A seminal ACE report explores the evolving state of race and ethnicity in the higher education landscape and shows that while the number of students of color on our nation’s college and university campuses continues to rise, gaps in access, attainment, and debt levels remain.
The report, Race and Ethnicity in Higher Education: A Status Report, examines more than 200 indicators drawn from 11 data sources, the majority of which were collected by federal agencies—the Department of Education, the Bureau of Labor Statistics, and the Census Bureau. An accompanying microsite allows users to download the report and explore the data in greater detail.
“While communities of color have made tremendous educational headway over the last several decades, we cannot lose focus. Substantial and pervasive inequities still remain. Making higher education and its benefits accessible to people from all backgrounds is imperative for the well-being and advancement of American society,” said ACE President Ted Mitchell. “We hope this report and its accompanying microsite promote dialogue and action among those who strive to adapt and respond to the needs of students, faculty, and staff of color.”
Overall, the report found that progress has been made for nearly all groups. Between the academic years 1995–96 and 2015–16, the share of students of color among all undergraduate students increased from about 30 percent to approximately 45 percent. This increase was largely driven by an increase in Hispanic undergraduate enrollment, the report said.
However, despite these gains in enrollment, Hispanic men and women and indigenous populations earned college degrees at lower levels than other racial and ethnic groups. Additionally, in 2016, Black students dropped out at higher rates than any other racial and ethnic groups across all sectors of higher education.
One of the most notable and consistent findings that emerged from the data was that Black students were most likely to borrow and accrue higher levels of educational debt than other students, with Asian and Hispanic students the least likely to borrow.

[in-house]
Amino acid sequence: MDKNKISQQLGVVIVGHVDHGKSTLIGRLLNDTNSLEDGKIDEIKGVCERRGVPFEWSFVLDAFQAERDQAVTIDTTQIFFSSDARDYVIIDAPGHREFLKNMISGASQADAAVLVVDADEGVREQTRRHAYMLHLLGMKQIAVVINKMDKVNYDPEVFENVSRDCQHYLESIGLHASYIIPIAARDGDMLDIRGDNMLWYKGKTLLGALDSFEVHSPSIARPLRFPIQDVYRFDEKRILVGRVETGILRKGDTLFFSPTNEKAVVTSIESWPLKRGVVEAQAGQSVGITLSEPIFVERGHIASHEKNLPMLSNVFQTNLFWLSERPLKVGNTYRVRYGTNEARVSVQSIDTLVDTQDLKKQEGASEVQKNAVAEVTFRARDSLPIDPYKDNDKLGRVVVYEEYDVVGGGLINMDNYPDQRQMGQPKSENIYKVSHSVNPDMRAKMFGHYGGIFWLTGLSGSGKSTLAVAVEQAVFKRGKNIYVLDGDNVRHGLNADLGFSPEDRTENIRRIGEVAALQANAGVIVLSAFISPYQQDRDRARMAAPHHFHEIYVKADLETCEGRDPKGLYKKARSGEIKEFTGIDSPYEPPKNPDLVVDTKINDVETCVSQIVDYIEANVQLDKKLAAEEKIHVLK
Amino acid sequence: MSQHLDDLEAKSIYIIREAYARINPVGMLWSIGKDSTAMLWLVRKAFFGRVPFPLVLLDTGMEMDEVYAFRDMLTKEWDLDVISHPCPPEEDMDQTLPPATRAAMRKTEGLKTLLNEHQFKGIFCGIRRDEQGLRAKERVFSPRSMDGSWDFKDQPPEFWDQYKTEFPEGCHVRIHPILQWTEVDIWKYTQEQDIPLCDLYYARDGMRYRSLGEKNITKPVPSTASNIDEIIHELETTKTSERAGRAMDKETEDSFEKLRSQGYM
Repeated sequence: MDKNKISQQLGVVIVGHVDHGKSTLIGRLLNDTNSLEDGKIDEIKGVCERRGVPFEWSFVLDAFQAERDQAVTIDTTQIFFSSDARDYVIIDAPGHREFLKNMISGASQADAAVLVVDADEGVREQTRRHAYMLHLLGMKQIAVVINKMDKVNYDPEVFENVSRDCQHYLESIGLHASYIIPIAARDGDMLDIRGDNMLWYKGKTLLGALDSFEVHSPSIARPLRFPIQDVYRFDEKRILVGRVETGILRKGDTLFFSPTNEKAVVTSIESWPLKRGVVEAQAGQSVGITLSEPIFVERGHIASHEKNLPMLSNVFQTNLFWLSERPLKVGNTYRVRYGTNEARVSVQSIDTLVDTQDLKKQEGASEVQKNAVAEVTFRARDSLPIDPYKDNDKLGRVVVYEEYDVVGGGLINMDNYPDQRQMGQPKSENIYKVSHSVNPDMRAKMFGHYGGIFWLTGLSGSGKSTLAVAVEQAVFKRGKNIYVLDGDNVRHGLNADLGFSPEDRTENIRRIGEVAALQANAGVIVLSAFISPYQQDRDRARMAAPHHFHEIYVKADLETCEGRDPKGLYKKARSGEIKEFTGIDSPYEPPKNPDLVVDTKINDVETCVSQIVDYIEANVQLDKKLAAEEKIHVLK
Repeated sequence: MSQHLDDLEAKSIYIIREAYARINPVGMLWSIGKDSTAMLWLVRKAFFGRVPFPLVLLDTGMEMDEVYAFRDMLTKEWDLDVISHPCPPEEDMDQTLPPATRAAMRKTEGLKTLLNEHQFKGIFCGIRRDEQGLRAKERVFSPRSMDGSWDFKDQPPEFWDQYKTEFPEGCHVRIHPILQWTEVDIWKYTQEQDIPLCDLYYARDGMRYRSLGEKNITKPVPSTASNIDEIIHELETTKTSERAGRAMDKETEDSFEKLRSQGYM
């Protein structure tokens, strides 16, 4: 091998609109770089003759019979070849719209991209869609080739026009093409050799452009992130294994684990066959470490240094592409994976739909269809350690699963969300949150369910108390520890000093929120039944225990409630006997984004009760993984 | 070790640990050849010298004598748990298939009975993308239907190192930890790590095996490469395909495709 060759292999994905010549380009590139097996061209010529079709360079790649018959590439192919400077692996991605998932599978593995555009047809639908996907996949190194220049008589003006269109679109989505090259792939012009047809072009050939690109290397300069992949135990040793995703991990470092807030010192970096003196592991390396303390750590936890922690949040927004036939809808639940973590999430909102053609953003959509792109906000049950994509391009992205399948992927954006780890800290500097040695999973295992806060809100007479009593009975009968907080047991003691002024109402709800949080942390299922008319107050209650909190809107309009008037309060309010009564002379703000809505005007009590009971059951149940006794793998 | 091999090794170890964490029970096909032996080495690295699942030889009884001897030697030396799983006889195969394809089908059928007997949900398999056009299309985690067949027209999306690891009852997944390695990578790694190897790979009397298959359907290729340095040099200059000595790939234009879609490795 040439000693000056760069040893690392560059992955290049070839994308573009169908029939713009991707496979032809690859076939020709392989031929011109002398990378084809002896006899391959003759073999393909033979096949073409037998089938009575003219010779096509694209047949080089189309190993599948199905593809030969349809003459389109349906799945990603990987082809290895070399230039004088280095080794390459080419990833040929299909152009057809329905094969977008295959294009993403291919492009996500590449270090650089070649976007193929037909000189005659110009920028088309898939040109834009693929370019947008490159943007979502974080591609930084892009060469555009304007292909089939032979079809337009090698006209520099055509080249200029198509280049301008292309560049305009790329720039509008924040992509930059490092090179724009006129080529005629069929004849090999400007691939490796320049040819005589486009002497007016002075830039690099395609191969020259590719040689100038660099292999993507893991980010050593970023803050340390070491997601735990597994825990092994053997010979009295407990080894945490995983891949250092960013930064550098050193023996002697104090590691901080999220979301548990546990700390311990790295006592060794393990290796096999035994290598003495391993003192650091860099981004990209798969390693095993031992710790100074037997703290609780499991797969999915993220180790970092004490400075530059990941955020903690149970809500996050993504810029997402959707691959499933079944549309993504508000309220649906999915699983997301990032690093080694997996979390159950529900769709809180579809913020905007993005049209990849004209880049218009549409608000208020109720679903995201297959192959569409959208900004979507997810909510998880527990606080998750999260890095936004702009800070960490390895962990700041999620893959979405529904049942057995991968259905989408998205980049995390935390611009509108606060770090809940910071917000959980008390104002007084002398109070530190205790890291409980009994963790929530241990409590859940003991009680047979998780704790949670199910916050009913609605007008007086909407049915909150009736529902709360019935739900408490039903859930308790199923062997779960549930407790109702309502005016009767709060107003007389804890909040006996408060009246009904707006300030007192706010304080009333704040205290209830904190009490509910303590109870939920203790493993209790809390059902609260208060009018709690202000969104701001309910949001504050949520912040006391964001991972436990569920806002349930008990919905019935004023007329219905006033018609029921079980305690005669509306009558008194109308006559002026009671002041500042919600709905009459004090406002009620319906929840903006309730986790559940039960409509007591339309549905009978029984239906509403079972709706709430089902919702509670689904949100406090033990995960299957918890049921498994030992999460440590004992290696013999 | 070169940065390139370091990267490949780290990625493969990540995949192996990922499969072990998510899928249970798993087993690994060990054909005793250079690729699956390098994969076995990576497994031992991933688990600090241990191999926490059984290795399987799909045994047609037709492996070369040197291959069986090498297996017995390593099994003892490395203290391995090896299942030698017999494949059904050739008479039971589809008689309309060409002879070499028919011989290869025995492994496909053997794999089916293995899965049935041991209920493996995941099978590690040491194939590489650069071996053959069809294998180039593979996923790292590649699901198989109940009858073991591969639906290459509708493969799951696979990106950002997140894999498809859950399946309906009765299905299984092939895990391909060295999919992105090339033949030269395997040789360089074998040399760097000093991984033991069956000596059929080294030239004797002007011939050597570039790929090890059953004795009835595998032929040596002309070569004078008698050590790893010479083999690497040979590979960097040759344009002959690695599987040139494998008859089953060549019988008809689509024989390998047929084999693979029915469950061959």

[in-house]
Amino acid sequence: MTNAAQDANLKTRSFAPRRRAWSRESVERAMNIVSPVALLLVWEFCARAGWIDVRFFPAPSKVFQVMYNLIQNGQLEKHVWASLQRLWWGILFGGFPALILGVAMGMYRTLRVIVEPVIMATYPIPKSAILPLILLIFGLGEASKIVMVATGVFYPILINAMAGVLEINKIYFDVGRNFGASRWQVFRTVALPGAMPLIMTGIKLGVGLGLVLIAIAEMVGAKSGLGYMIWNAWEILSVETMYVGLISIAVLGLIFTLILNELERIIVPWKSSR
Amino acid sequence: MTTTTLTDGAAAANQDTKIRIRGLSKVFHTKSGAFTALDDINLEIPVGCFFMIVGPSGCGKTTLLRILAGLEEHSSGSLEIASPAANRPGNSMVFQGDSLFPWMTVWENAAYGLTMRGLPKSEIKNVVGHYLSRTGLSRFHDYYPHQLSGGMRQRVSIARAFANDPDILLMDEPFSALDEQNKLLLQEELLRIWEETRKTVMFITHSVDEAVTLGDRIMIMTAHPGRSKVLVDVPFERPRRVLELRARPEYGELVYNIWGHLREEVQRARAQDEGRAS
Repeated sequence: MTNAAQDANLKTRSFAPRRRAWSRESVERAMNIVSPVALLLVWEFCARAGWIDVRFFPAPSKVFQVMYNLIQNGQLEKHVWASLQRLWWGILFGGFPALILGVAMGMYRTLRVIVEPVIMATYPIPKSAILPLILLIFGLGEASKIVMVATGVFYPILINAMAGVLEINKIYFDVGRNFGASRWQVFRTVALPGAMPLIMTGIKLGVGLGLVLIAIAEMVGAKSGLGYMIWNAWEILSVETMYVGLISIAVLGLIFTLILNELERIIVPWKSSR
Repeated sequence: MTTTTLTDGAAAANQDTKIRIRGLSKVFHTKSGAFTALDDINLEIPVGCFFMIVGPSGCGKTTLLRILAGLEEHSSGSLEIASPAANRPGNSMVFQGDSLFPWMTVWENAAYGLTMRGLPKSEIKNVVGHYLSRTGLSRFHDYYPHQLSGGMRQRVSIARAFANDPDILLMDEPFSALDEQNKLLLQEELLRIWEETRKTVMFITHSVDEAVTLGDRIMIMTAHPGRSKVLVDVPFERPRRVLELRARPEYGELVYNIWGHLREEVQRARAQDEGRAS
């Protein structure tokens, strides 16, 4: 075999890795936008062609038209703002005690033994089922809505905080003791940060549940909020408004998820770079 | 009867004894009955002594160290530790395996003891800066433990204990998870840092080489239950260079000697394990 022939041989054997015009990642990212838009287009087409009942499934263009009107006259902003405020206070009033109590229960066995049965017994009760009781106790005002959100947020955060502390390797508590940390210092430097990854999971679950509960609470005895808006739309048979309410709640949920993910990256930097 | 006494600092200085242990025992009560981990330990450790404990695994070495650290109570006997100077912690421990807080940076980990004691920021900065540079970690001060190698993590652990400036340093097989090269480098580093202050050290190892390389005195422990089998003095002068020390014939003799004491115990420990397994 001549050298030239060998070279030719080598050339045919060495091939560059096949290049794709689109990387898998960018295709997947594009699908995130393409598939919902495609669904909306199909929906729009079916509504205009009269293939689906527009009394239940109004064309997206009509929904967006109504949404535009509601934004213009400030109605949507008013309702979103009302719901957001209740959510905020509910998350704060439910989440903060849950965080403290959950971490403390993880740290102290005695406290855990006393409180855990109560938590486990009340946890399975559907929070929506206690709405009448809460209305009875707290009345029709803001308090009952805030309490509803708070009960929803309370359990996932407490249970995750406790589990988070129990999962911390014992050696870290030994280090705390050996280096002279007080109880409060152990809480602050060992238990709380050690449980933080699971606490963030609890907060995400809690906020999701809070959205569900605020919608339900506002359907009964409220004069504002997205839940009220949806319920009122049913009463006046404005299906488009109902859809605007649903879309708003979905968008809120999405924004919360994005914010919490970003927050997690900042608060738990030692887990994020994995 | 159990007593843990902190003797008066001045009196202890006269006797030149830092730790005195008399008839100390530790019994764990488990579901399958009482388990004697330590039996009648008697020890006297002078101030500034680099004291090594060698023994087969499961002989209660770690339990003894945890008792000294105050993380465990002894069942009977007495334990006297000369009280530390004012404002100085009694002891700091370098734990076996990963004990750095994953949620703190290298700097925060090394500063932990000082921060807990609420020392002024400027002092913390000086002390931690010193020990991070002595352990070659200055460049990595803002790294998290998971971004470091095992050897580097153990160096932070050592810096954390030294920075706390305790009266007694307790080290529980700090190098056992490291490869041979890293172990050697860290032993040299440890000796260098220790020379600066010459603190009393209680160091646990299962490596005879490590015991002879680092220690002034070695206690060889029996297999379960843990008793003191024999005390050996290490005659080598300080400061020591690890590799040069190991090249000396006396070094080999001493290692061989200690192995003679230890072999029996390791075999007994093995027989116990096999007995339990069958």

“As a higher education community, we ought to be very concerned about what are, in many cases, longstanding trends that show differing levels of postsecondary access and success across racial and ethnic groups,” said Lorelle Espinosa, ACE vice president of research and the report’s lead author. “It’s encouraging to see more students of color pursuing undergraduate and graduate education than 20 years ago. However, as policymakers, institutional leaders, and others seek to make college more accessible and affordable for everyone, it is important to recognize the many barriers and uneven levels of opportunity facing students of color.”
For example, larger shares of undergraduate and graduate students of color enrolled in, and completed degrees at, for-profit institutions. This was particularly true of Black students and students from indigenous backgrounds. At every degree level and within almost every racial and ethnic group, those who received degrees from for-profit institutions borrowed at higher rates and accumulated larger debts than those who enrolled nonprofit institutions. For instance, 87 percent of associate degree completers at for-profit institutions borrowed an average of $26,231 to pay for college, compared with 40 percent of associate degree completers at public two-year institutions, who borrowed an average of $15,486.
Patterns of borrowing among Black graduate students were deeply concerning. Approximately 50 percent of Black doctoral students were enrolled at for-profit colleges; of Black doctoral recipients at for-profit institutions, nearly all (95 percent) took out loans, with an average debt of $128,359.
The report found that there is still a lack of precise, national data on many educational outcomes for American Indians or Alaska Natives and Native Hawaiians or other Pacific Islanders.
Also, the report found racial and ethnic diversity among college faculty, staff, and administrators still does not reflect that of today’s college students. Between 1996 and 2016, the non-White share of undergraduates grew from 29.6 percent to 45.2 percent, while the non-White share of graduate students grew from 20.8 percent to 32.0 percent. Even so, college faculty, staff, and administrators remain predominantly White.
Race and Ethnicity in Higher Education: A Status Report and the microsite were made possible by a grant from The Andrew W. Mellon Foundation and were guided by an advisory committee of experts specializing in issues related to diversity, equity, economics, and public policy, chaired by Sandy Baum of the Urban Institute. The Research Triangle Institute International collaborated with ACE on project conception, data, and microsite construction.
ACE will be holding a convening today to explore key findings from the report and share opportunities for future action on these issues by scholars, policymakers, institutional leaders, practitioners, and the media. The convening is presented with support from the Bill & Melinda Gates Foundation. The public and the media are invited to attend virtually via livestream at the National Press Club at 9 a.m. EST. Contact Audrey Hamilton with ACE Public Affairs for details on how to register as media. Other attendees can register to attend here.
MEDIA CONTACT: Audrey Hamilton ▪ 202-939-9353 ▪ email@example.com